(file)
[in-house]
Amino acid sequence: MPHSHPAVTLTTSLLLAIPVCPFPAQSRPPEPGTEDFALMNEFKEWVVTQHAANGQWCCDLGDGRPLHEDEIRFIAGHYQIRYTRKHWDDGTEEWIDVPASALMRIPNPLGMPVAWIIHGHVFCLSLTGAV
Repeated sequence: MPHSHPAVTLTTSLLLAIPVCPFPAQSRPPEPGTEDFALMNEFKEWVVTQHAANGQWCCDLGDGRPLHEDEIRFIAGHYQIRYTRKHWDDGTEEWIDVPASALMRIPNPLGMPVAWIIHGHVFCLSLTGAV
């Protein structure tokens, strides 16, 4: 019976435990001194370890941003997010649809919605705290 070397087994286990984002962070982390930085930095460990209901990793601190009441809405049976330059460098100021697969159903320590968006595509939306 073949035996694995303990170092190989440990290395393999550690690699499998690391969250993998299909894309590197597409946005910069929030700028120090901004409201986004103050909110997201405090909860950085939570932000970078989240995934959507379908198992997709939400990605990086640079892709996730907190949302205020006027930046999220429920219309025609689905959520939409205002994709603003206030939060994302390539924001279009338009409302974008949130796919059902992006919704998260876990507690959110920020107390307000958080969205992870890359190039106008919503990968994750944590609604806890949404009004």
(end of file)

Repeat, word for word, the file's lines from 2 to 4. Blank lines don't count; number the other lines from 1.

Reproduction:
Amino acid sequence: MPHSHPAVTLTTSLLLAIPVCPFPAQSRPPEPGTEDFALMNEFKEWVVTQHAANGQWCCDLGDGRPLHEDEIRFIAGHYQIRYTRKHWDDGTEEWIDVPASALMRIPNPLGMPVAWIIHGHVFCLSLTGAV
Repeated sequence: MPHSHPAVTLTTSLLLAIPVCPFPAQSRPPEPGTEDFALMNEFKEWVVTQHAANGQWCCDLGDGRPLHEDEIRFIAGHYQIRYTRKHWDDGTEEWIDVPASALMRIPNPLGMPVAWIIHGHVFCLSLTGAV
């Protein structure tokens, strides 16, 4: 019976435990001194370890941003997010649809919605705290 070397087994286990984002962070982390930085930095460990209901990793601190009441809405049976330059460098100021697969159903320590968006595509939306 073949035996694995303990170092190989440990290395393999550690690699499998690391969250993998299909894309590197597409946005910069929030700028120090901004409201986004103050909110997201405090909860950085939570932000970078989240995934959507379908198992997709939400990605990086640079892709996730907190949302205020006027930046999220429920219309025609689905959520939409205002994709603003206030939060994302390539924001279009338009409302974008949130796919059902992006919704998260876990507690959110920020107390307000958080969205992870890359190039106008919503990968994750944590609604806890949404009004």